Shareholder activism: A tale of locusts and bees
German politician Franz Müntefering triggered the so-called "locust debate" and thus shaped the public image of the rapacious, ruthless and unscrupulous investor. Locust swarms devour whole swathes of land in a very short time, which can lead to massive economic damage and famine. Similarly, locust investors do not make decisions for the long-term good of a company. Quite the contrary: short-term profit maximization is often the central goal. And this is regularly achieved through savage cost-cutting measures, large-scale layoffs and steep cuts in R&D budgets, which ultimately damages the company’s long-term outlook.
This contrasts with the concept of "sustainability". This describes economic action while considering the careful use of natural resources and social responsibility. The focus is long-term and includes the needs and interests of all stakeholders. Thus, the concerns of employees, suppliers, capital providers, society and environmental aspects are considered. To stay with the image of insects, the destructive grasshopper would be contrasted here with the bee. It is one of the world's most important pollinators and thus contributes significantly to the preservation of the plant world and agricultural yields. In a highly social bee colony, the individual task of each bee serves the preservation and long-term survival of the entire colony. This is comparable to the actions of sustainable activist investors. Their strength lies primarily in collaborative action to create the necessary pressure on companies to achieve the desired change. In many cases, they pressure companies to disclose information and improve transparency, to stop environmentally and socially critical business activities and to introduce new strategies regarding a variety of environmentally and socially relevant issues.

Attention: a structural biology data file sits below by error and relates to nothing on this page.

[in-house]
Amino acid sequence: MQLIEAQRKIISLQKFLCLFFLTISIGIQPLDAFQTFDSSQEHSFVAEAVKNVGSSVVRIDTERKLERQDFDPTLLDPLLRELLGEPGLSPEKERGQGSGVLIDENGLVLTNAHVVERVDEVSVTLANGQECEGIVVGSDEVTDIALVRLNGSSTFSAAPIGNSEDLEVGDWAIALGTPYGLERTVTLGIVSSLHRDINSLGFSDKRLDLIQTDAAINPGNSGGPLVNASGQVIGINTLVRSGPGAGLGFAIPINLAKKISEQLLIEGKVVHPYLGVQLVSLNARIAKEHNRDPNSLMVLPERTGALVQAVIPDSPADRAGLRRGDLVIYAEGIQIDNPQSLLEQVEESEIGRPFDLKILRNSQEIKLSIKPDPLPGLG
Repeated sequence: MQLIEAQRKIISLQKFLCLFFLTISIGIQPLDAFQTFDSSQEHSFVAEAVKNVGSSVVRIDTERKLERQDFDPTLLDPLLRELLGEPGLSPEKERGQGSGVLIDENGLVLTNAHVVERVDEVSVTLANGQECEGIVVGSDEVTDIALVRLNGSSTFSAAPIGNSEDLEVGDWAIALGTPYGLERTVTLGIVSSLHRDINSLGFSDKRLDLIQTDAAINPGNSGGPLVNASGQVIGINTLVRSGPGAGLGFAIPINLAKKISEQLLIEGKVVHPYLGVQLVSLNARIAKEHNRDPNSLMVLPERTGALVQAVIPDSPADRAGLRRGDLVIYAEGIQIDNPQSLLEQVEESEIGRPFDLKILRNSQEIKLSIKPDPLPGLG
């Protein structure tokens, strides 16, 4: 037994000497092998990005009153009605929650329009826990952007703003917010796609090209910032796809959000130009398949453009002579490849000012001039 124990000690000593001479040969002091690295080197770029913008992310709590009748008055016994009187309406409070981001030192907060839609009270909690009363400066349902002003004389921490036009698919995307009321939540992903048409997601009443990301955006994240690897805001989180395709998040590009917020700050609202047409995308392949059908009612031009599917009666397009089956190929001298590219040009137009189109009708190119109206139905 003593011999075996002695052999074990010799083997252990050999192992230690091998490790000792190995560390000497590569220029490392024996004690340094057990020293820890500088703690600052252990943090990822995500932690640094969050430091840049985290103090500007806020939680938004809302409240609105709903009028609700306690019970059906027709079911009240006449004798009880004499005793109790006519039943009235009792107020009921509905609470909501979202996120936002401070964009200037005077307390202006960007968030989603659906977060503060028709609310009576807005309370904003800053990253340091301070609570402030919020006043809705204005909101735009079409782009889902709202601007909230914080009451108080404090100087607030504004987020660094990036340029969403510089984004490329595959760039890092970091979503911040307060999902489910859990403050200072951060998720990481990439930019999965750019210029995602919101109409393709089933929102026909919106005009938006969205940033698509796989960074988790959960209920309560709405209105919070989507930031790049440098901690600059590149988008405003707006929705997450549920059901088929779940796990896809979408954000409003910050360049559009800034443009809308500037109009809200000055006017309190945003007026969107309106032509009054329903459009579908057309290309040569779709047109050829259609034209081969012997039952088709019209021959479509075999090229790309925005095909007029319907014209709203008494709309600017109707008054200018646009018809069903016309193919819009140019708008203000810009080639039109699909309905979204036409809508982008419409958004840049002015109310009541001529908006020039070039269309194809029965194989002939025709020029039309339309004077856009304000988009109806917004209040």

Radically different investor interests
Obviously, these two types of activist investors have contrary objectives. Both use their activism as a means of asserting their interests but the success of the two approaches could not be more different in terms of results. A recent academic studyexamines the consequences for companies that have been the target of an activist hedge fund. The study reaches three clear conclusions: (1) the company’s value immediately increases but in the long term markedly fades, (2) the company's standards of social and environmental responsibility decline, and (3) an immediate and steady rise in job cuts occurs.
In contrast, another study analyses the consequences of shareholder activism promoting sustainable environmental and social goals. This approach can yield positive excess returns, especially when sustainability activists engage in close cooperation with each other. As a result of coordinated activism, a company’s accounting and corporate management practices often improve, which in turn increases the interest of other investors in the company.
Many sovereign wealth funds, pension funds and endowment funds now regard managing the assets entrusted to them in a sustainable manner as a core task, while achieving returns in line with the market. Achieving this also involves using their voting rights to encourage companies to pursue more sustainable value creation. Thus, shareholder activism is now seen as the most effective way an equities investor can support environmental and social change.
Exercising voting rights
Exercising voting rights at a company’s annual general meeting is one way for investors to express their point of view, whether it is to register satisfaction, or not, with the company’s board or management or to highlight the need for change in the company’s activities or practices. In principle, each share grants the shareholder the right to vote at the annual general meeting – with the exception of some preferred shares.